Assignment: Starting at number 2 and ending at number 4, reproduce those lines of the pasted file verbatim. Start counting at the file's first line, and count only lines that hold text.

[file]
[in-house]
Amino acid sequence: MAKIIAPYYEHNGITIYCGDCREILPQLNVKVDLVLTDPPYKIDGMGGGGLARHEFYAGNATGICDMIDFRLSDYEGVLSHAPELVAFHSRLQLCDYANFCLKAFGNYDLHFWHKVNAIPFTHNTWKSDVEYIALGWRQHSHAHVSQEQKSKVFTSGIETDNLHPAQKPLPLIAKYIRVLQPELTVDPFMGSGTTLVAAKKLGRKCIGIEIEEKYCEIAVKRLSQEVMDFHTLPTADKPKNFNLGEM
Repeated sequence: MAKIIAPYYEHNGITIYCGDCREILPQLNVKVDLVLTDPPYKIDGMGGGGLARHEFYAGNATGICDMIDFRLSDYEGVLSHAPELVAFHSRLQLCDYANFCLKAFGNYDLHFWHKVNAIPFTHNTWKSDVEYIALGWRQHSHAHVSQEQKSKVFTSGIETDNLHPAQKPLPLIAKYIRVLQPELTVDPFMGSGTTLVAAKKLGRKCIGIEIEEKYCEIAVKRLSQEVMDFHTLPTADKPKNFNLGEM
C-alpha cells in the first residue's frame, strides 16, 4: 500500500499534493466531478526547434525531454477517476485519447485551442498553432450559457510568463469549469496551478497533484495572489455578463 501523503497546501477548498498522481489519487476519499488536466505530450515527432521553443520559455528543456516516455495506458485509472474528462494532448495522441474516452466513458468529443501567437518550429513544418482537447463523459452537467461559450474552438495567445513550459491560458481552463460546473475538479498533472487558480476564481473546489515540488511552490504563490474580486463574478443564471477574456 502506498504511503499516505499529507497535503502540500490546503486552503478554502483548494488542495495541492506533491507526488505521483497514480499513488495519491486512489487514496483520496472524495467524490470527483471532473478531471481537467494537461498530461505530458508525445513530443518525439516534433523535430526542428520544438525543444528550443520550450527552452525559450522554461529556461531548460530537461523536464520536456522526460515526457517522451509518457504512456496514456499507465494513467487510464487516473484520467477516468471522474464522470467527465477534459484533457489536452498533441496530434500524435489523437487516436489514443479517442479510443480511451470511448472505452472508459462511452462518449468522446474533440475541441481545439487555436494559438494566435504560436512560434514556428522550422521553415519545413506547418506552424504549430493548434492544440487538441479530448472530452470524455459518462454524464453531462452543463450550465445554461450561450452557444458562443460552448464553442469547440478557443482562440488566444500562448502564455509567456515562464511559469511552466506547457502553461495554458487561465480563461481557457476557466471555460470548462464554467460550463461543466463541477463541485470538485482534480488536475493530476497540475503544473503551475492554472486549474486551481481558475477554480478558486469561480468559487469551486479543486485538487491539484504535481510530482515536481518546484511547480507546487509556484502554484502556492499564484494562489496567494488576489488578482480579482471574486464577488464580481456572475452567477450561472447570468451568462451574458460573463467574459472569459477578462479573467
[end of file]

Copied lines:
Amino acid sequence: MAKIIAPYYEHNGITIYCGDCREILPQLNVKVDLVLTDPPYKIDGMGGGGLARHEFYAGNATGICDMIDFRLSDYEGVLSHAPELVAFHSRLQLCDYANFCLKAFGNYDLHFWHKVNAIPFTHNTWKSDVEYIALGWRQHSHAHVSQEQKSKVFTSGIETDNLHPAQKPLPLIAKYIRVLQPELTVDPFMGSGTTLVAAKKLGRKCIGIEIEEKYCEIAVKRLSQEVMDFHTLPTADKPKNFNLGEM
Repeated sequence: MAKIIAPYYEHNGITIYCGDCREILPQLNVKVDLVLTDPPYKIDGMGGGGLARHEFYAGNATGICDMIDFRLSDYEGVLSHAPELVAFHSRLQLCDYANFCLKAFGNYDLHFWHKVNAIPFTHNTWKSDVEYIALGWRQHSHAHVSQEQKSKVFTSGIETDNLHPAQKPLPLIAKYIRVLQPELTVDPFMGSGTTLVAAKKLGRKCIGIEIEEKYCEIAVKRLSQEVMDFHTLPTADKPKNFNLGEM
C-alpha cells in the first residue's frame, strides 16, 4: 500500500499534493466531478526547434525531454477517476485519447485551442498553432450559457510568463469549469496551478497533484495572489455578463 501523503497546501477548498498522481489519487476519499488536466505530450515527432521553443520559455528543456516516455495506458485509472474528462494532448495522441474516452466513458468529443501567437518550429513544418482537447463523459452537467461559450474552438495567445513550459491560458481552463460546473475538479498533472487558480476564481473546489515540488511552490504563490474580486463574478443564471477574456 502506498504511503499516505499529507497535503502540500490546503486552503478554502483548494488542495495541492506533491507526488505521483497514480499513488495519491486512489487514496483520496472524495467524490470527483471532473478531471481537467494537461498530461505530458508525445513530443518525439516534433523535430526542428520544438525543444528550443520550450527552452525559450522554461529556461531548460530537461523536464520536456522526460515526457517522451509518457504512456496514456499507465494513467487510464487516473484520467477516468471522474464522470467527465477534459484533457489536452498533441496530434500524435489523437487516436489514443479517442479510443480511451470511448472505452472508459462511452462518449468522446474533440475541441481545439487555436494559438494566435504560436512560434514556428522550422521553415519545413506547418506552424504549430493548434492544440487538441479530448472530452470524455459518462454524464453531462452543463450550465445554461450561450452557444458562443460552448464553442469547440478557443482562440488566444500562448502564455509567456515562464511559469511552466506547457502553461495554458487561465480563461481557457476557466471555460470548462464554467460550463461543466463541477463541485470538485482534480488536475493530476497540475503544473503551475492554472486549474486551481481558475477554480478558486469561480468559487469551486479543486485538487491539484504535481510530482515536481518546484511547480507546487509556484502554484502556492499564484494562489496567494488576489488578482480579482471574486464577488464580481456572475452567477450561472447570468451568462451574458460573463467574459472569459477578462479573467